Wednesday, 29 June 2016

Project Skills for Botanical Artists (ii) - considering the habitat

Apologies that there has been a bit of a gap between my last blog post and this one.

The first blogpost in the series certainly went a bit mad in terms of viewing figures, so I hope that this is a sign that it has proved useful to botanical artists embarking on a botanical art project with wild flowers and plants in mind.

In case you didn't get to read it, here is the link:  Project Skills for Botanical Artists (i) - Identifying Wild Flowers and Plants

This blog post will focus on the bigger picture and one aspect in particular that we may need to consider when immersed in a project - the habitat

When we are focused on a specific plant or  genus of plants as part of a project, we can often forget the habitat and the significance of it.  If looking at a particular suite of species, it can be due to the habitat and associated factors alone, for the reason that plant species is growing there.

As an art project versus a scientific project you may wonder why we need to consider the habitat so much, but if we have the background information at the beginning it can really help to expand our knowledge and inform our thinking, as well as practical tasks associated with the project eg. are you allowed to collect specimens, do I need to get permission as it is a designated site, is there further information available from who manages the site ??

An example of a group exhibit at the Royal Horticultural Society Botanical Art Show in 2016.
Iceni Botanical Artists depicted plants that came from the fragile and declining habitat of the Brecks found in the east of England in Suffolk and Norfolk.

Researching about the habitat and how it influences the plants would have been an important part for each botanical artist when illustrating their chosen plant.

Should I focus on one site or two ?
  • it depends on the focus of your project.
  • if focusing on one species of plant or a suite of species, you may still want to see how it looks over different sites and habitats, to help you determine its main and most familiar characteristics.  It's amazing how the look of plant can differ dependant on its growing conditions and the affect of hydrology and soil type, as well as management, such as grazing regimes.
  • if focusing on a group of plants from different plant families eg. meadow plants, they may not all be available in one site.  'Meadow plants' is also quite a general title, so consider if the plants you want to illustrate are from a particular type of meadow/grassland.  This may then be limited to one site or may be spread over a wider area.
How can I find out information about a site ?
Unfortunately, I am only able to comment on resources available within the UK.
  • MAGIC  - What is MAGIC?  'The MAGIC website provides authoritative geographic information about the natural environment from across government.  The information covers rural, urban, coastal and marine environments across Great Britain.  It is presented in an interactive map which can be explored using various mapping tools that are included.  Natural England manages the service under the direction of a Steering Group'.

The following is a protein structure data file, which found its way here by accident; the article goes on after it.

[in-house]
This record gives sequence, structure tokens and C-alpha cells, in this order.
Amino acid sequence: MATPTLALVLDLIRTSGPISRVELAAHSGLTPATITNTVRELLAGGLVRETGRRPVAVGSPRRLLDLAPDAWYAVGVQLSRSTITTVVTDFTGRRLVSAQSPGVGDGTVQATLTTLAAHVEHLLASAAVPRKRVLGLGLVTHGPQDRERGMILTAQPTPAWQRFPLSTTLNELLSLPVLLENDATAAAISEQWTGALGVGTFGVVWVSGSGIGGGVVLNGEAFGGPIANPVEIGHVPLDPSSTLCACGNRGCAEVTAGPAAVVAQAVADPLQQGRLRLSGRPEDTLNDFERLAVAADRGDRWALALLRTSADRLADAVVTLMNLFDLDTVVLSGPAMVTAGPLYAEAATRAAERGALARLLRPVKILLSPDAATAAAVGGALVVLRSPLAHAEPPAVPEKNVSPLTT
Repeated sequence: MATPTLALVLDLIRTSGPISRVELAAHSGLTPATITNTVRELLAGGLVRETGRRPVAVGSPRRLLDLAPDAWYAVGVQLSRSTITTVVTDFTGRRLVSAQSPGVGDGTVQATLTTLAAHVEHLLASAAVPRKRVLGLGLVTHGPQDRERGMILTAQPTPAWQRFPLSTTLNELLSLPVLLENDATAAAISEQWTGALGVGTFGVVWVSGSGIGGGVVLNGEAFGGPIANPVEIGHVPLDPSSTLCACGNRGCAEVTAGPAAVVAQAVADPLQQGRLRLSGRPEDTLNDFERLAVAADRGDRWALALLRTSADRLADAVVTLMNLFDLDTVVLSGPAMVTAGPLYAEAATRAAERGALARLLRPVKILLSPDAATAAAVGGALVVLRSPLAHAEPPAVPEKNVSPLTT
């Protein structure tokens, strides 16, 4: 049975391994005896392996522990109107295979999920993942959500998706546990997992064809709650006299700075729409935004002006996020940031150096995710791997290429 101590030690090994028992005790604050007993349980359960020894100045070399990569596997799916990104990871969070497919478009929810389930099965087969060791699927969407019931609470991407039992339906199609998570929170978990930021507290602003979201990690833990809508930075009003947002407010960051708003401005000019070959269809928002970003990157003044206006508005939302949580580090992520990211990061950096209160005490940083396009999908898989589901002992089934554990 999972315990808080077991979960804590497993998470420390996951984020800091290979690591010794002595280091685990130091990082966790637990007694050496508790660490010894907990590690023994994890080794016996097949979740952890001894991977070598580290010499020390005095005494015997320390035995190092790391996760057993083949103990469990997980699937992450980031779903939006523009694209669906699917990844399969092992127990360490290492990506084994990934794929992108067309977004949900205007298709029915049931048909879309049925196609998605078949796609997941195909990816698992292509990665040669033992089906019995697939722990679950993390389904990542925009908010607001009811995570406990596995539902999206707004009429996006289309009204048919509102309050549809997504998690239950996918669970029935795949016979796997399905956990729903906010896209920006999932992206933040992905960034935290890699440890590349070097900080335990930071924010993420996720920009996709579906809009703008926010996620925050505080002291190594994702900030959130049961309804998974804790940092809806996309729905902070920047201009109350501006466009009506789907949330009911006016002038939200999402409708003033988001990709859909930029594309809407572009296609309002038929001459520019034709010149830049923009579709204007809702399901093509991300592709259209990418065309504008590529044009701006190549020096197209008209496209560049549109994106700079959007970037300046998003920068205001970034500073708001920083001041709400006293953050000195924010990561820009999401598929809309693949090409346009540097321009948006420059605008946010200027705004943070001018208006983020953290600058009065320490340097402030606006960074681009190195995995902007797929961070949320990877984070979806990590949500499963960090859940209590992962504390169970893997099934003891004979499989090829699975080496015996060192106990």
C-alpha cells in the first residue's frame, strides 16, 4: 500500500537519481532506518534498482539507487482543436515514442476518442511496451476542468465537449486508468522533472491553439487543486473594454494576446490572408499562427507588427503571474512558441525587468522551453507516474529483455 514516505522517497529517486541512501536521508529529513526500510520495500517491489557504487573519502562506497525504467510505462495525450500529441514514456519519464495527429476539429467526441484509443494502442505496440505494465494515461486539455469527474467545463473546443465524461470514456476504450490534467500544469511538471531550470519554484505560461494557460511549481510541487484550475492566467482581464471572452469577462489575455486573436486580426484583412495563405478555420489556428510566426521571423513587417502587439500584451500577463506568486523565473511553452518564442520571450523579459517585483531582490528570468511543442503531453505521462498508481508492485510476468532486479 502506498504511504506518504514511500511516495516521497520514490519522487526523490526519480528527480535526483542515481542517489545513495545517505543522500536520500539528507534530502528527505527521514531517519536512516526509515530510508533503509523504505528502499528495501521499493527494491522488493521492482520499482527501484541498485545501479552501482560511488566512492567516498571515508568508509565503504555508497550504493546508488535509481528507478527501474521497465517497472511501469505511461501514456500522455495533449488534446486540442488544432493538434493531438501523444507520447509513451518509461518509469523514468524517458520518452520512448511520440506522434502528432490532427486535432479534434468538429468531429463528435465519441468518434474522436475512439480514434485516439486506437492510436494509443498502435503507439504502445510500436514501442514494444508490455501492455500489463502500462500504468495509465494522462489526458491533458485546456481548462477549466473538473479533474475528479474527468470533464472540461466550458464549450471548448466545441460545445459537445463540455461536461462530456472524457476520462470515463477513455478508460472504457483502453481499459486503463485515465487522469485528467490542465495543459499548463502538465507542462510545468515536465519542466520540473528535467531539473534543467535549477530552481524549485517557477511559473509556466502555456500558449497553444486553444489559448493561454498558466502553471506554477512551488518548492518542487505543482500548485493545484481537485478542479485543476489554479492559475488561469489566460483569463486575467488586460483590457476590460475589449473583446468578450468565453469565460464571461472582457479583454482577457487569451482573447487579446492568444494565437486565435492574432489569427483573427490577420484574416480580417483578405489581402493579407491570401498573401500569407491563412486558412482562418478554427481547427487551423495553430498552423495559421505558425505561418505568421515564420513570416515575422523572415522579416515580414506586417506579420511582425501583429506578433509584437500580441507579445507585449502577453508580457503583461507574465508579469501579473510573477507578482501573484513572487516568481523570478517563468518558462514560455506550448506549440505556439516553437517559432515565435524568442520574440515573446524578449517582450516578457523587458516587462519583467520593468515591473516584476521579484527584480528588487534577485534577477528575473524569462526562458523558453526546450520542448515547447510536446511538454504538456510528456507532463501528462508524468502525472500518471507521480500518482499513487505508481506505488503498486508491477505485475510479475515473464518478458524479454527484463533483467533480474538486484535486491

• I have used the MAGIC website for many years, first when working as an Ecologist and latterly when working on botanical art projects and such like.  It provides a good starting point to determining the habitat type of a particular area.  To help you understand how it can be of help have a look at the following images:
When you first visit the website, you see a page showing a map of the British Isles.  You can then zoom into a specific area.  The example above shows Farley Mount Country Park, near Winchester, which is adjacent to and includes Crab Wood.

On the left you can see the orange box where you can tick what you want to see.  Firstly, you can choose what type of mapping you want.  So above it shows background mapping and Ordnance Survey black and white mapping.

The image above shows where I have chosen to see the Site of Special Scientific Interests and the specific detail about what condition they are in (bright green).

This is where the mapping tool can really give you the information that will prove useful - the habitat types.  Here, I have chosen the woodland option on the left and it shows me the different types of woodland on the site - Ancient and semi-natural woodland and ancient replanted woodland.

  • Other sources of information include your County Wildlife Trust - they may be able to provide you with further habitat about a site they manage.  Also, there are Biological Record Centres in some regions, that may provide information about habitats, and species too, but there may be a small charge for this service.

I hope this overview has been of help.  The next blogpost in the series will be about growing plants for a botanical art project.

Happy painting !

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